Finally, there have been cases where patients who did not actually have lymphatic cancer were diagnosed with it. These patients may undergo the psychological stress of believing themselves a cancer patient – even, as has been known to occur, pre-operation tests and treatment which might include surgery – when in fact they had contracted something far less severe. These cases might also warrant a claim due to the distress and time off work and consequent financial losses suffered through clinical negligence.

Our solicitors can provide expert claim advice in a FREE consultation if you are unsure; simply call 01204 521 133.

How Much Will I Get?

Everyon’e’s claim is entirely different, so it is difficult to advise accurately. However, our Medical Negligence Compensation Calculator  may provide a rough estimate of what you may receive. These estimates are based on your injuries and also other factors, such as psychological problems and missed time at work.

‘No Win No Fee’

At Asons Solicitors, we have taken the risk out of making a claim for all of our clients, which is why over 98% of our claims are No Win No Fee. This way, we can allow everyone access to justice, regardless of their financial position. If you choose to make a claim with us, there are no upfront fees or unexpected costs, as we take on the risk for you.

More on ‘No Win, No Feehere.

Our Lymphoma Misdiagnosis Claims Experience

Errors arising from cases of lymphoma misdiagnosis hold dire repercussions for patients. At Asons, we understand the detrimental effect it has on victims as the cancer worsens while they mistakenly assume they have a less severe condition. This is coupled with the psychological stress from being let down by a trusted medical professional. We know that victims and their families are often hesitant to come forward with their claims. As medical negligence solicitors, it’s our job to do everything within our means to make the process as straightforward as possible.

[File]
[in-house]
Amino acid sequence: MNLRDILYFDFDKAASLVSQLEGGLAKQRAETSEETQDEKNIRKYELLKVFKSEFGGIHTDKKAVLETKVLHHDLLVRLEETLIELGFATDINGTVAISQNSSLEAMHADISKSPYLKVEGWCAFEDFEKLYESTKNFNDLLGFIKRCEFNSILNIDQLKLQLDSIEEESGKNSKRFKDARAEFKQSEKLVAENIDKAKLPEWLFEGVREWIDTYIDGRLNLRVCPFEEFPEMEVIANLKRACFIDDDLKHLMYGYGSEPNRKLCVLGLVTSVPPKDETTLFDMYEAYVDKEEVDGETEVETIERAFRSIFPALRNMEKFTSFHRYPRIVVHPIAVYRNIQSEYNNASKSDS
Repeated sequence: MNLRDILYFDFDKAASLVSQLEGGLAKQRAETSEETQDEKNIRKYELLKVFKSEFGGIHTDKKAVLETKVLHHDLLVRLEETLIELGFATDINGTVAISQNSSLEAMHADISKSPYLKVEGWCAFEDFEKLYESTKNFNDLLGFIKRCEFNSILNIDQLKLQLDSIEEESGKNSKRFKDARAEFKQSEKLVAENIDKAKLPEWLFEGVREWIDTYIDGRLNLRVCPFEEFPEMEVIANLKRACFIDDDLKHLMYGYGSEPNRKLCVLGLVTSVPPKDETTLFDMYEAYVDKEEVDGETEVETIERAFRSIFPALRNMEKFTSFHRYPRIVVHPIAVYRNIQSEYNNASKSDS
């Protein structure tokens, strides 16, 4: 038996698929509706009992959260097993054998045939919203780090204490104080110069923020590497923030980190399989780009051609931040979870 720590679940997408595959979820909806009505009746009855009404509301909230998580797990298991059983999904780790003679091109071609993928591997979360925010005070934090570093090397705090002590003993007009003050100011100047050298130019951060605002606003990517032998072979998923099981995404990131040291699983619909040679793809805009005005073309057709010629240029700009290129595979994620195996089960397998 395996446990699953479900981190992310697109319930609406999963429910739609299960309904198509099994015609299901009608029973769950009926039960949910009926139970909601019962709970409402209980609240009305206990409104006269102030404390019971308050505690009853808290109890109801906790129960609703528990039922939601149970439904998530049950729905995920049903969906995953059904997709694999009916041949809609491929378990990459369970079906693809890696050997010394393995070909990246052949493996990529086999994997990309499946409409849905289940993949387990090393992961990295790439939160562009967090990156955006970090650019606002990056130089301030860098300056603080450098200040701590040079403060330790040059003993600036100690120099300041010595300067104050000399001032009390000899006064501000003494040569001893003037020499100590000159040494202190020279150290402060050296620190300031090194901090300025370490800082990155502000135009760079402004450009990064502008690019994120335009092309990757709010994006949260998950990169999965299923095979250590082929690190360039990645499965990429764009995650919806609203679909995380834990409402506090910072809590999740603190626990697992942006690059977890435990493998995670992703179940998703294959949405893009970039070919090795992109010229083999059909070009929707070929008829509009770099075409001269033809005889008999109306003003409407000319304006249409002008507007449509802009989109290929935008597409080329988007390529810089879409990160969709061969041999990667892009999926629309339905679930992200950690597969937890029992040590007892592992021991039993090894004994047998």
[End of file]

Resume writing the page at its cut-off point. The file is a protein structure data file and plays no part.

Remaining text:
Lymphoma Misdiagnosis Resources

Our guide, How Will A Cancer Misdiagnosis Change Your Life? was written to provide information and guidance on how to deal with a cancer misdiagnosis, as well as highlighting the occurrence rates of these errors due to an overworked NHS.

Be Quick…

As with any claim, you may be worried about the potential costs of pursuing your clinical negligence case. To address this common concern, we have devised a variety of options to help you. We help acquire all the assistance that you are entitled to, whilst managing resulting compensation in the most beneficial way possible. We must remind you to be quick, however, as there are time limits in place for making claims of this kind.

Next Steps

We deal with medical negligence claims on a regular basis. If you or a loved one have suffered as a result of substandard treatment, you may be eligible to make a claim. Our Medical Negligence Solicitors will work to gather all of the appropriate paperwork and documentation, whilst speaking to the parties involved, substantiating your medical claim.